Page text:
German pilot who killed Little Prince author apologizes
‘If I had known who was in front of me, I would have never shot him.’
Paris -- The German pilot who shot down the plane carrying Antoine de Saint-Exupery, the author of the beloved book Le Petit Prince (The Little Prince), said he deeply regretted his act, the French weekly Le Journal du Dimanche reported.
"If I had known who was in front of me, I would never have shot. Not him!" 88-year-old Horst Rippert says in a book to be published Wednesday. "I did not shoot at a man I knew. I targeted an enemy aircraft."
According to Rippert, Saint-Exupery was a model for many German airmen.
"He described wonderfully the sky and the thoughts and feelings of the pilots," Rippert said. "His work inspired many of us to become aviators."
Rippert told the French daily that the action occurred near the southern French city of Toulon.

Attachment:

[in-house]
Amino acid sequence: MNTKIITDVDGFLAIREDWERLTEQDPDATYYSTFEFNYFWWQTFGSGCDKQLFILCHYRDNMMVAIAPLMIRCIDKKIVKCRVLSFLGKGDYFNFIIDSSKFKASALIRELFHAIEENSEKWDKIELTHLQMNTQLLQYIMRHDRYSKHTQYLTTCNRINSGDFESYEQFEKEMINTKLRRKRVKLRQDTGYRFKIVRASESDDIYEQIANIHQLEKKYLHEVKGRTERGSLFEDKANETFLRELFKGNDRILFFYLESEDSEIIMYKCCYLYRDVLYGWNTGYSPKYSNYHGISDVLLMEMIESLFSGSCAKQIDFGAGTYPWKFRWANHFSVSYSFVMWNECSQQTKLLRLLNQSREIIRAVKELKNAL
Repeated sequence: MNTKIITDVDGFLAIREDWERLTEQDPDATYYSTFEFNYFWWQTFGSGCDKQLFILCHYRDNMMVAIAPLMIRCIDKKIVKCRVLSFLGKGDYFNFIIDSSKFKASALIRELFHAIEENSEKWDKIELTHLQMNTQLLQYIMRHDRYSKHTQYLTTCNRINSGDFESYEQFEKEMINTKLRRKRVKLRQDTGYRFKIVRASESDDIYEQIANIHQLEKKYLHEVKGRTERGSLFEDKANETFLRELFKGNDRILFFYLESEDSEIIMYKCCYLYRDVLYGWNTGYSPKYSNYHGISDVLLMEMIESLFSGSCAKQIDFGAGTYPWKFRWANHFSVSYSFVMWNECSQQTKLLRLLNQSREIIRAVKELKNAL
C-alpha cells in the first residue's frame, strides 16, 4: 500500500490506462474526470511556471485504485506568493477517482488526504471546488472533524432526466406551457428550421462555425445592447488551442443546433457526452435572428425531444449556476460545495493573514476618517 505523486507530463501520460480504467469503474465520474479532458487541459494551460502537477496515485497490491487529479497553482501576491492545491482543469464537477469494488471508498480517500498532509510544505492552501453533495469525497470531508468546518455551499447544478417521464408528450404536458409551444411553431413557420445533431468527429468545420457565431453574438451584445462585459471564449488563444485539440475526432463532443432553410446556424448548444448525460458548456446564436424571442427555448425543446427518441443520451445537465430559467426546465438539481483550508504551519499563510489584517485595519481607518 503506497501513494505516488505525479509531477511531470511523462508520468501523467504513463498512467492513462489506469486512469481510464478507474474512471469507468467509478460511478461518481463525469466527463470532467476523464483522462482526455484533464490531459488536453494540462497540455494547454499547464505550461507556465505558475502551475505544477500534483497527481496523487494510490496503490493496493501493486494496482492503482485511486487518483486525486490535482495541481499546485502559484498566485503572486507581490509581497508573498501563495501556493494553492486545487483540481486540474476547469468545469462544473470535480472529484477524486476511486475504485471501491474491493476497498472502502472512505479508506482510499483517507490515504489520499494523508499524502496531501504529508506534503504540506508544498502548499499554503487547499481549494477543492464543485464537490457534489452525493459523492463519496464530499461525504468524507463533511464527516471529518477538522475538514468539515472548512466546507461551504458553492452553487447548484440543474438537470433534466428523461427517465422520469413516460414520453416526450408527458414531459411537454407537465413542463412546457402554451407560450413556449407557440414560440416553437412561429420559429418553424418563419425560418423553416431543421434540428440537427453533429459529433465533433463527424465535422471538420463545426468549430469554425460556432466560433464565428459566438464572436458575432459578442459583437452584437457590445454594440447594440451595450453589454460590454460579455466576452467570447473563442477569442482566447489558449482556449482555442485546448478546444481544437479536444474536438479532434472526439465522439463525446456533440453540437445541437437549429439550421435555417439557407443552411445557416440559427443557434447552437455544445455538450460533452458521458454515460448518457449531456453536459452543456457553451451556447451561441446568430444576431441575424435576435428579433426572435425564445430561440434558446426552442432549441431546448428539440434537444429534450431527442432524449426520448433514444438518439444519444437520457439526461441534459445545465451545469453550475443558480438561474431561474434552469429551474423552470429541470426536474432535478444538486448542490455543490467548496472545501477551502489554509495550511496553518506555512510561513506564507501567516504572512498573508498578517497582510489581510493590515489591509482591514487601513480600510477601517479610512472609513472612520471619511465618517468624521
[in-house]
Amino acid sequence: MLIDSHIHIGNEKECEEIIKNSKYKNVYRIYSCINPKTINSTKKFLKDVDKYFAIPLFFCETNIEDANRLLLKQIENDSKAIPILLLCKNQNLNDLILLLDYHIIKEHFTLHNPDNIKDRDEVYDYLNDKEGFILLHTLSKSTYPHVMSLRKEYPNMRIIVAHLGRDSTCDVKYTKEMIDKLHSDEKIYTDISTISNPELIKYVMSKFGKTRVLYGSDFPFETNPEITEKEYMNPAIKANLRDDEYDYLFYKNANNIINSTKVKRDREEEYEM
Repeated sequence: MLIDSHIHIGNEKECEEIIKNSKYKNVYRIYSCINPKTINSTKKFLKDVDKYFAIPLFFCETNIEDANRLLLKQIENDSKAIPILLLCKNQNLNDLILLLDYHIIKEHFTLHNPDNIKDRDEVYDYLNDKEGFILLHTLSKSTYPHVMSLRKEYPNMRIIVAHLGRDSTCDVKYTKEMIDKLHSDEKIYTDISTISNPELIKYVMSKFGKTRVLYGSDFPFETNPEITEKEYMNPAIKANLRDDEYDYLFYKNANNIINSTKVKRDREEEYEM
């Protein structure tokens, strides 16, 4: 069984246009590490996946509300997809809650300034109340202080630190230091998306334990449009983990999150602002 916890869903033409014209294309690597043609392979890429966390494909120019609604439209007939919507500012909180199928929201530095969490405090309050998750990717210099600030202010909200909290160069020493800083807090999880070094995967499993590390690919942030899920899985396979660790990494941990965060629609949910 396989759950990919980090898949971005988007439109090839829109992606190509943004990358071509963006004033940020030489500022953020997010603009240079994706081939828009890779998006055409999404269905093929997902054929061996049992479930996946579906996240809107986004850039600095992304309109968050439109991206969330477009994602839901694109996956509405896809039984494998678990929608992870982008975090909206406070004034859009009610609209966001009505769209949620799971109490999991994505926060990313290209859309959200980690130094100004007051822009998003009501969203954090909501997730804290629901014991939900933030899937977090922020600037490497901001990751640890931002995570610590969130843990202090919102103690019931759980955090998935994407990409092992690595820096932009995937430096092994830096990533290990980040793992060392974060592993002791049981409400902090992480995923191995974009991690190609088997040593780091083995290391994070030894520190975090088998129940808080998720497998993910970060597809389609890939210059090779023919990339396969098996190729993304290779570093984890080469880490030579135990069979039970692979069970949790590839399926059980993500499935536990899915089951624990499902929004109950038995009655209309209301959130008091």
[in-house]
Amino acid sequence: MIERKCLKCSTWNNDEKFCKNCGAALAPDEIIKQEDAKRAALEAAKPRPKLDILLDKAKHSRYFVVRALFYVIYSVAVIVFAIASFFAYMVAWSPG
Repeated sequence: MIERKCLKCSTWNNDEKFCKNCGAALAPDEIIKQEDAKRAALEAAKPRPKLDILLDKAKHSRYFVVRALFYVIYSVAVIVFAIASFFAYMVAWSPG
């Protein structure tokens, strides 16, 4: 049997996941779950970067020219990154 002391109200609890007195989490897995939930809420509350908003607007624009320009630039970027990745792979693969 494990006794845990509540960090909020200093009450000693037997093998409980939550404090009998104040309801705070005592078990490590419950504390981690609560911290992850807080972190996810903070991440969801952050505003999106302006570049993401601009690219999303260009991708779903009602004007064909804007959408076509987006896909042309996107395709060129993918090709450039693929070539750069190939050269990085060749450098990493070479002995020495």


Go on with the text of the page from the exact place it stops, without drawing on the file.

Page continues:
"Exupery flew his P38 Lightning below me," Rippert said. "Like me, he was over the sea and flying toward the mainland."
Saint-Exupery's fate had been a mystery since he vanished on July 31, 1944, while on an observation mission to prepare the Allied invasion of Provence.
Parts of his aircraft were finally found in 2000 off the Mediterranean coast, but they were not definitively identified until 2004.
Since its publication in 1943, The Little Prince has been translated into dozens of languages and sold more than 80 million copies worldwide.
DPA with Expatica